Problems reporting speeding cars have been put to the Sussex Police and Crime Commissioner twice in one week.
Members of the public have highlighted a ‘gap’ in the Operation Crackdown service, which was set up to help people report all kinds of anti-social driving.
At a Worthing town hall meeting on Thursday, where Katy Bourne was a guest, resident Clive Andrews pointed out that reports of speeding would not be accepted under Operation Crackdown unless they were backed up with camera footage.
While praising the service as ‘valued’, Mr Andrews said: “As most people, particularly pedestrians, are unable to provide such footage, does [Mrs Bourne] accept that this now leaves a gap in speeding reporting, with many incidents not reportable through Operation Crackdown?”
She had been asked a similar question during a meeting of the police and crime panel, where concerns were raised about speeding in Burgess Hill.
Mr Andrews added: “If, for other forms of anti-social driving such as mobile phone use, police and public both accept that prosecution is not the only goal and non-evidence reports are valued and welcomed, why has the ability to report speeding in this way been removed?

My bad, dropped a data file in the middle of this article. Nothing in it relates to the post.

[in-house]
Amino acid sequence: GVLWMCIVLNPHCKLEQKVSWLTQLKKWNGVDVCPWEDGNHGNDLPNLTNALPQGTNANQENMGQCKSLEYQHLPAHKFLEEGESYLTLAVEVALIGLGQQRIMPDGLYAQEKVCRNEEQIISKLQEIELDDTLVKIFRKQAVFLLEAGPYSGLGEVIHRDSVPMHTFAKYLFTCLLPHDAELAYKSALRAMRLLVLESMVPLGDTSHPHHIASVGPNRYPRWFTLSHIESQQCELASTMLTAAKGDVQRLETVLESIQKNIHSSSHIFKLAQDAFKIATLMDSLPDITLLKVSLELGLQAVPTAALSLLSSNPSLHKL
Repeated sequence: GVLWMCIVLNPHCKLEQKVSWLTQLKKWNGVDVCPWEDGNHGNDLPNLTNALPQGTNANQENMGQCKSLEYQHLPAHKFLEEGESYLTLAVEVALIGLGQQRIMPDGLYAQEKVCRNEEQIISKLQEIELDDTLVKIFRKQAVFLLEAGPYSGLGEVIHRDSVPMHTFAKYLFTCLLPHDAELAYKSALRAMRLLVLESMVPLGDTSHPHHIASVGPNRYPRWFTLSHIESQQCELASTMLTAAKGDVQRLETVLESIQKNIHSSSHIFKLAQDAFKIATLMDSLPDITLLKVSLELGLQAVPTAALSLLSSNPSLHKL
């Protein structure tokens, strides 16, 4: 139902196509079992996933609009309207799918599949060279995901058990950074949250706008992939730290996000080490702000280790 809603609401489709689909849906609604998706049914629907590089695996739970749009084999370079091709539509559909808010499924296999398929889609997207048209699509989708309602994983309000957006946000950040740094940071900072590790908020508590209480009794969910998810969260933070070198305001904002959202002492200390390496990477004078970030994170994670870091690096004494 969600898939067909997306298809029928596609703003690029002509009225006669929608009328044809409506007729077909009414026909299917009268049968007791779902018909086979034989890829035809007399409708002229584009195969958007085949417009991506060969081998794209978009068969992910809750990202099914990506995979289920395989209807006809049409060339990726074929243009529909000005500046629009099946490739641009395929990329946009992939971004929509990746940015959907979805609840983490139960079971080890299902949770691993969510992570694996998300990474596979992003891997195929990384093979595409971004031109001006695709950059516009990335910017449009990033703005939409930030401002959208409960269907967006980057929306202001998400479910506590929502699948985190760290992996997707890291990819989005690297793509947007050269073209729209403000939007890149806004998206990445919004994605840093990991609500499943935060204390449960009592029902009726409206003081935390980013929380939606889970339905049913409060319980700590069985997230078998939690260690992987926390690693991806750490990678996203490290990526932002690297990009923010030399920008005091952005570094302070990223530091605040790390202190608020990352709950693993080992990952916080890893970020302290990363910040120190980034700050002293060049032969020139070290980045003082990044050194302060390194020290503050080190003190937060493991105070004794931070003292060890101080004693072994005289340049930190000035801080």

“Will it be reinstated in order to provide a more accurate picture of the extent of the problems caused by speeding drivers?”
Mrs Bourne said she was aware of the issue and it was being looked into.
She added: “My understanding of it is you have to corroborate speeding with camera footage, otherwise there’s nothing to stop people who are just reporting someone they want to get back at.
“It stops those vexatious reports coming in.”
Operation Crackdown is a joint initiative run by Sussex Police and the Sussex Safer Roads Partnership.
It allows people to report any kind of antisocial driving such as speeding, using a mobile phone while driving and aggressive driving as well as abandoned vehicles.
For more information visit www.operationcrackdown.org